Stroke affects more than 50,000 Australians each year and is the third leading cause of disability worldwide. Persistent difficulty using the arm and hand is a major contributor to physical disability after stroke. In the lead up to National Stroke Week (2 - 8 September), a new pilot study led by Australian Physiotherapy Association (APA) member Dr Kate Hayward is testing the timing of when to deliver an intense program of upper limb rehabilitation after stroke in order to achieve functional recovery.
Losing the ability to use the arm and hand is a devastating outcome for many stroke survivors. Dr Hayward, a researcher in the Department of Physiotherapy at Melbourne University and at the Florey Institute of Neuroscience and Mental Health, says up to 70 per cent of stroke survivors have problems using their arm and hand after stroke, making simple tasks like showering, typing an email or making a cup of coffee very difficult.
The VESPUR (Very Early Start to Personalised Upper Limb Rehab after Stroke) trial will offer a large amount of practice to determine the right time to intervene to achieve optimal recovery of arm and hand function in acute stroke patients.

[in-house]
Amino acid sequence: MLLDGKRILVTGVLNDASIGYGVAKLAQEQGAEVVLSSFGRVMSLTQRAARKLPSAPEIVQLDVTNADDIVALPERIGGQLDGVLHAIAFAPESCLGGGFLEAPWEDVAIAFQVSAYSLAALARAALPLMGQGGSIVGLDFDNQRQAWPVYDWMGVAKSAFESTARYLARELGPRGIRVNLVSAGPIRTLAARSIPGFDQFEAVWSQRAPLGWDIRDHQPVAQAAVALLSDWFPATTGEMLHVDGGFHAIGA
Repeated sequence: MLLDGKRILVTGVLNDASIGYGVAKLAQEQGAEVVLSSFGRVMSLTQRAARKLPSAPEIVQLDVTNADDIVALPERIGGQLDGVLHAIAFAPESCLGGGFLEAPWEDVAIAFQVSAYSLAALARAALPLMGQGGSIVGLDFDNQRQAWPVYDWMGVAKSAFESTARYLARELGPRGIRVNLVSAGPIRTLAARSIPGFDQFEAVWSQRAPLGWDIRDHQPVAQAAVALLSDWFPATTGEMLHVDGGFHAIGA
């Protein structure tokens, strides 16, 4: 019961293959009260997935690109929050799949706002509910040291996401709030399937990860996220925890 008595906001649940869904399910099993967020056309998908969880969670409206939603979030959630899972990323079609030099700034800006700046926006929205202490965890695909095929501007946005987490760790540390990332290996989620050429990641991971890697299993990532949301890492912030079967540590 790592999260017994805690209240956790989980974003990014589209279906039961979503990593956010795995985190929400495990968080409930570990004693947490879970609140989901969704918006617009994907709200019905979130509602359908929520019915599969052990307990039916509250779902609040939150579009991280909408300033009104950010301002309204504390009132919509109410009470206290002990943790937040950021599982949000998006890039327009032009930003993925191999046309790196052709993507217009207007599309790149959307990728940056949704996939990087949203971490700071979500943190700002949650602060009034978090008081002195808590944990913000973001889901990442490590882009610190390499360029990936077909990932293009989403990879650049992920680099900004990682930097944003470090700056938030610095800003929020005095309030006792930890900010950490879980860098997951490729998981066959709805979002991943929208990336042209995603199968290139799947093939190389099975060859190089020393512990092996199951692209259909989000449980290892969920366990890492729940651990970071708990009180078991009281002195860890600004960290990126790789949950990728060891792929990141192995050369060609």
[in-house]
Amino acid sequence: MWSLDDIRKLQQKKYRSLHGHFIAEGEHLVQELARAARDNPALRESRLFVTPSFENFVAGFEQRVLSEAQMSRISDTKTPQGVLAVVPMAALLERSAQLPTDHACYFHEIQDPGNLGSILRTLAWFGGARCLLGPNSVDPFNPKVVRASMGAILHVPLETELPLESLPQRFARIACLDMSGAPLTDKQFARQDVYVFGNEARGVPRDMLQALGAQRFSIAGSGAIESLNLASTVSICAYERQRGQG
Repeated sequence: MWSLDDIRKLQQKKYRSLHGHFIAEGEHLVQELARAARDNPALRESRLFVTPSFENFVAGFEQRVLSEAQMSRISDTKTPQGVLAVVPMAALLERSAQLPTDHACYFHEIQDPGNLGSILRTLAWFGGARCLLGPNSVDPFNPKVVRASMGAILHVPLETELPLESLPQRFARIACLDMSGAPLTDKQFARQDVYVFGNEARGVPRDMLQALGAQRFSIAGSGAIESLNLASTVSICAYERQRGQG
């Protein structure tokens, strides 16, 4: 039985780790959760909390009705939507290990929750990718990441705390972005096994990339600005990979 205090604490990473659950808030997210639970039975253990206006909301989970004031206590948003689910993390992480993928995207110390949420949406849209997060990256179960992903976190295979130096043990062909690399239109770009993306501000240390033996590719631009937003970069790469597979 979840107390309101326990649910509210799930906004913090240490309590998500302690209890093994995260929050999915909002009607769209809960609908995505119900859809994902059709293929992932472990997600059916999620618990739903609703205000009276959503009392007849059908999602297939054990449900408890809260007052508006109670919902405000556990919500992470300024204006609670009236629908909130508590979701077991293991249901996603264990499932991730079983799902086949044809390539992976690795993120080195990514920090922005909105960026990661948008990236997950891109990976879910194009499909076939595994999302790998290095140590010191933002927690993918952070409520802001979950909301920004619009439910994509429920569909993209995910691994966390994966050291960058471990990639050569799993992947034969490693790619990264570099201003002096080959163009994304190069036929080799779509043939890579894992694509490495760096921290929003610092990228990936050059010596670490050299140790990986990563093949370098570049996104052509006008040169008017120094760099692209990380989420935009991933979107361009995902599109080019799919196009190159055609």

Dr Hayward says that currently the amount of training focused on the arms and hands after stroke is very low, which may impede a patient achieving their full potential for recovery.
"Clinical trials that increase the amount of training have shown we can help patients get a little better, but for meaningful arm and hand recovery we need a breakthrough. We need to understand right dose and right time to impact recovery after stroke. The VESPUR trial aims to fill this gap. We hope the outcomes of the trial will ultimately move us closer to delivering tailored motor training programs for all stroke survivors who have upper limb movement problems."
While the VESPUR trial is targeting the early phase after stroke, other research undertaken recently in the UK found that intense upper limb rehabilitation, which included physiotherapy time, in chronic stroke patients (defined as those who have had their stroke more than six months ago) can reduce impairment, which was previously thought to be possible only in the first three months after stroke.
Dr Hayward says: "If we can help people get better recovery of their arm and hand function, we can accelerate their pathway to getting back to what matters most to them."
Photo by Toa Heftiba on Unsplash